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Accessibility for the Web: What You Need to Know

Section 508, WCAG, ADA and more Demystified

There is a lot of misinformation and misunderstandings about what website accessibility is and what rules and standards apply to which types of organizations. We've gone through the existing laws, standards and information and distilled it for you to make it easier to understand how Web accessibility affects you and your website users. This includes Section 508, ADA, WCAG Standards (Levels A-AAA) and more, including details on timing and applications to different industries.

Web accessibility is a logical progression from other laws and regulations protecting people with disabilities from accessing that which is publicly available, including the Americans with Disabilities (ADA) Act. The purpose of making websites accessible is to provide equal access to electronic information for everyone. This includes people with visual, auditory, motor and other disabilities.

This means that website accessibility for the visually impaired is not solely for blind users. There are a lot of requirements which allow those which are otherwise visually impaired to more easily read text, consume video content, and otherwise access web-based content.

Key Concepts of Web Accessibility

The primary components that you need to take into account when making a site accessible can be put into four primary categories:

  1. Visual/Audio Content: Provide equivalent alternatives for images, videos, and audio content.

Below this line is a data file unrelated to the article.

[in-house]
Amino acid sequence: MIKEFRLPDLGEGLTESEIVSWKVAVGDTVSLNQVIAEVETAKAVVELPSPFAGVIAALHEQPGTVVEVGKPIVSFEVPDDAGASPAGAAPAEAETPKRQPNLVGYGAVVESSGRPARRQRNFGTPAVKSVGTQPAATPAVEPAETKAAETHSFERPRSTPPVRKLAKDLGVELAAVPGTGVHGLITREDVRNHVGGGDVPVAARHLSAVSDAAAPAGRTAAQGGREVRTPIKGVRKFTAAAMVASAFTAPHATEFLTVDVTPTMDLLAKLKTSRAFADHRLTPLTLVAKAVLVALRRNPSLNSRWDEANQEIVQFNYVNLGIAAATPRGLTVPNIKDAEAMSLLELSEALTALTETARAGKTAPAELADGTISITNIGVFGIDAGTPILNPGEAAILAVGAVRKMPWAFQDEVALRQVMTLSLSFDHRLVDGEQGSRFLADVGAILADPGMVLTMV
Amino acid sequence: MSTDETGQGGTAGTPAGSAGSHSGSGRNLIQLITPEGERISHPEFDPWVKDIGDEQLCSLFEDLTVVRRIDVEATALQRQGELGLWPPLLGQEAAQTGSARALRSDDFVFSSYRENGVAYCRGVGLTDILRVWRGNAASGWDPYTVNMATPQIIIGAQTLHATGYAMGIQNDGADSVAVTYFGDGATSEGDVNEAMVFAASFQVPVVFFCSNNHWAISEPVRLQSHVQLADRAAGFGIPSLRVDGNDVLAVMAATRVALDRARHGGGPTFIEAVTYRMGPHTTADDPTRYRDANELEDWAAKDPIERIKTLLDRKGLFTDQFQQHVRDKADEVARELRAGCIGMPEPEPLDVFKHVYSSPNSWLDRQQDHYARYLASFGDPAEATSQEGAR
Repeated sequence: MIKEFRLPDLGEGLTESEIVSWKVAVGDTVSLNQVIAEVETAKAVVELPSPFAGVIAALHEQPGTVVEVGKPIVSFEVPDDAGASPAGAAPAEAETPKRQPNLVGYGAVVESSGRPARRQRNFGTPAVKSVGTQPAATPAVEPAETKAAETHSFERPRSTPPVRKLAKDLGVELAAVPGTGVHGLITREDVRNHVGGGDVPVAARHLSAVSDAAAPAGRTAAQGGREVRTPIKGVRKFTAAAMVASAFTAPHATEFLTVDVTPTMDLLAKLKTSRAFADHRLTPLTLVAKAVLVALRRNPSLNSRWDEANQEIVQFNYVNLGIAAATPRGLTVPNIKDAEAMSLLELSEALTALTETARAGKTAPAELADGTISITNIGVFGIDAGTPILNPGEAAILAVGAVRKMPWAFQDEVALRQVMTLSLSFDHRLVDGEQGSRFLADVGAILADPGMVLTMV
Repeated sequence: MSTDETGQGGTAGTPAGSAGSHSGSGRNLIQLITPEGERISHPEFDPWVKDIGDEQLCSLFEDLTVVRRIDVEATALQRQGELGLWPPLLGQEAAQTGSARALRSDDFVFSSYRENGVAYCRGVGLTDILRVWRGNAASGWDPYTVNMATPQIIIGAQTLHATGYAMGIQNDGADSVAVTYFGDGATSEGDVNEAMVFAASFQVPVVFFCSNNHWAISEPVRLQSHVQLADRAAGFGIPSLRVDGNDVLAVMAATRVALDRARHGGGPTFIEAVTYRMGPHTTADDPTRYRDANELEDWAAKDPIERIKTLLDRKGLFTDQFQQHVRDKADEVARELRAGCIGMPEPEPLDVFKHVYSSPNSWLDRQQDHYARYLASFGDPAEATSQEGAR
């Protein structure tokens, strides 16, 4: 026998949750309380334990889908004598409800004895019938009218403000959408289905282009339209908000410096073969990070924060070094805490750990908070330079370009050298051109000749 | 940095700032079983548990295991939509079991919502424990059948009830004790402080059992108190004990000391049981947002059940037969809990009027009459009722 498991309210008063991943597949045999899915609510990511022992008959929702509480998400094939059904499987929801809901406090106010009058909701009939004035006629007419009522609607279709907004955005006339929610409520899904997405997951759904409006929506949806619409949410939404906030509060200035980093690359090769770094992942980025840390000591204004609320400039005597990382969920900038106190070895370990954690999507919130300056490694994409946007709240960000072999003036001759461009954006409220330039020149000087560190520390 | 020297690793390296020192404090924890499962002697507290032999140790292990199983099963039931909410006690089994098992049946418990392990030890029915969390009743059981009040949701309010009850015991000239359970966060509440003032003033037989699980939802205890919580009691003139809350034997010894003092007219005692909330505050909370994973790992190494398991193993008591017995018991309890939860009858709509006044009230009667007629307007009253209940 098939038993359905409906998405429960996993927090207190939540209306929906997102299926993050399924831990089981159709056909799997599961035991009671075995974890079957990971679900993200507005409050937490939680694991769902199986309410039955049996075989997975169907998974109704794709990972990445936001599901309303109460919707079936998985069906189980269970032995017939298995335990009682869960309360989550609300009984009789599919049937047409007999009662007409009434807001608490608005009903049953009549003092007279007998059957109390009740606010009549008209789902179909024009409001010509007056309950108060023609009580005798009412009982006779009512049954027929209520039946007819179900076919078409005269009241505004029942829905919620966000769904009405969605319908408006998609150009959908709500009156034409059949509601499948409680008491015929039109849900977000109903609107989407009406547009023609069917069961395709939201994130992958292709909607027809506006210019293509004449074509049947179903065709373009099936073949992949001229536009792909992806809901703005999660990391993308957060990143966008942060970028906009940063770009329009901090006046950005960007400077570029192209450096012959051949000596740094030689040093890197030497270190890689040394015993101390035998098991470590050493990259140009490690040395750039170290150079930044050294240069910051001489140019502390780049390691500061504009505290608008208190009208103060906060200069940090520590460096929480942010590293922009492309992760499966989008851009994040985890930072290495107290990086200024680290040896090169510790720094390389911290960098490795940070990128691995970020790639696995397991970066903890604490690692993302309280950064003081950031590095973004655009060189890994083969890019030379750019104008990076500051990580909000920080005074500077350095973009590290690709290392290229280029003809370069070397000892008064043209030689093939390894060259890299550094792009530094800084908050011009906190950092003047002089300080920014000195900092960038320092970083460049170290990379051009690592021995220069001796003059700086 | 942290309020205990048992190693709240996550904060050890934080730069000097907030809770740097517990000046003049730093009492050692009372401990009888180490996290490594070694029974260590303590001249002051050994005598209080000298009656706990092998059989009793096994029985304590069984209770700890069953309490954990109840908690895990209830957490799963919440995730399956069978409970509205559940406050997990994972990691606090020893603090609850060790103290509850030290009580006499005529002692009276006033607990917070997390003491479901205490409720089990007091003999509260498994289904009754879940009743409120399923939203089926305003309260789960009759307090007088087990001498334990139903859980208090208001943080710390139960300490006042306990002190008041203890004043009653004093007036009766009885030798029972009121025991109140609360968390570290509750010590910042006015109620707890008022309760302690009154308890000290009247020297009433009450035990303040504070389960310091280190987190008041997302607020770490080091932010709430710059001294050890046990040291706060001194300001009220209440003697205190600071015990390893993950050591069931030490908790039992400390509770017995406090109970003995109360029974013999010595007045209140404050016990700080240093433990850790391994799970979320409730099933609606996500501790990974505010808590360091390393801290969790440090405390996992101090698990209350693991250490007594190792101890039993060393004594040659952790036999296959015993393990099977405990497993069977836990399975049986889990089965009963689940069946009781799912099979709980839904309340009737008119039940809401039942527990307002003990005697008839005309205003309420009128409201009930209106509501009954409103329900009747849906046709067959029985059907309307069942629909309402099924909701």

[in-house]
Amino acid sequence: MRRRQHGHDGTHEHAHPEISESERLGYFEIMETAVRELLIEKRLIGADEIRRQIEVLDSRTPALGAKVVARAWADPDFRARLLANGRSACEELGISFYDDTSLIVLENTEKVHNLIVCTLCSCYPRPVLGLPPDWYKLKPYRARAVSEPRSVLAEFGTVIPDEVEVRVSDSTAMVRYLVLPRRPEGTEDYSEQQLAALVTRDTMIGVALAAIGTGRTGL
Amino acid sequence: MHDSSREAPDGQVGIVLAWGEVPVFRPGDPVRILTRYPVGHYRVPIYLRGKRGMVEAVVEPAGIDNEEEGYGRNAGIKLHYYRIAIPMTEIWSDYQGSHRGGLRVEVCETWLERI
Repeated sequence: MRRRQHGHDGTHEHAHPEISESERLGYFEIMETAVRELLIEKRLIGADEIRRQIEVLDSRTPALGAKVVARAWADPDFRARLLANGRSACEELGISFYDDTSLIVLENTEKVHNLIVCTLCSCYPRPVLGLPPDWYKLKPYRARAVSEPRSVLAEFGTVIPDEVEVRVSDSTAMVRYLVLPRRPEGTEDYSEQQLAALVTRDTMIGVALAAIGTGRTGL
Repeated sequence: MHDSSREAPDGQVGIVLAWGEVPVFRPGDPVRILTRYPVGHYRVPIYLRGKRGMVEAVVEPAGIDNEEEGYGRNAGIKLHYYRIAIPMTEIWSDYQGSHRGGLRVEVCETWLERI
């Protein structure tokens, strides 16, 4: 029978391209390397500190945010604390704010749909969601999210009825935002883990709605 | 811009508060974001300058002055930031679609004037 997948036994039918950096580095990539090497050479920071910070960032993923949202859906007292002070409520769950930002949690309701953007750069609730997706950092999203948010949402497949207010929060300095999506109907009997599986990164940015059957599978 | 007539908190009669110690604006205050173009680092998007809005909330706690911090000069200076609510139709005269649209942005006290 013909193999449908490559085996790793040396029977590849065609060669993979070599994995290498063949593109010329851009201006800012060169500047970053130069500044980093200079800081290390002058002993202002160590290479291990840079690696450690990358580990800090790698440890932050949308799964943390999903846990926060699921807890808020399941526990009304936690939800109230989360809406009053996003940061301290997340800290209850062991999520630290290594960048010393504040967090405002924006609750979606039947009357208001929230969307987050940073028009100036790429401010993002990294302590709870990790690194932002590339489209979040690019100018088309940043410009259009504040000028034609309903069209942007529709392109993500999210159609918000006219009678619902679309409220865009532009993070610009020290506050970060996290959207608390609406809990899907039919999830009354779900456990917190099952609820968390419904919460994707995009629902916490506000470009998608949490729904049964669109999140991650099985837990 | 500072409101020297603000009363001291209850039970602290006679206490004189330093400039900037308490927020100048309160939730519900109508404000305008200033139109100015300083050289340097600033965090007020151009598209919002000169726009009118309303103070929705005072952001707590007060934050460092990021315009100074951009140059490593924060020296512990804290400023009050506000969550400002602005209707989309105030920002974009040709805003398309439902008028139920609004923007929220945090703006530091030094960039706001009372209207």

2. Color: Don’t rely on color alone to communicate. Maintain high contrast between text and background colors.

  3. User Control: Give users control over navigating, scrolling and timed content. Provide tab controls where applicable. 

  4. Information Display: Ensure content can be understood without style sheets. Provide table headers to make tables easy to understand.

A Brief Glossary:

Let’s also get to know some of the key terms that are involved in web accessibility. As with most things which deal with fairly technical terminology, there are often terms which get inappropriately applied. For instance, many times commercial entities will refer to “Section 508 compliance” when that law does not specifically apply to them. Here’s a brief rundown of the terms which will explore in more depth in a bit:

  • Rehabilitation Act (1973)

    • Section 508 is part of the Rehabilitation Act, added in 1998 and specifically addresses website accessibility for federal agency websites.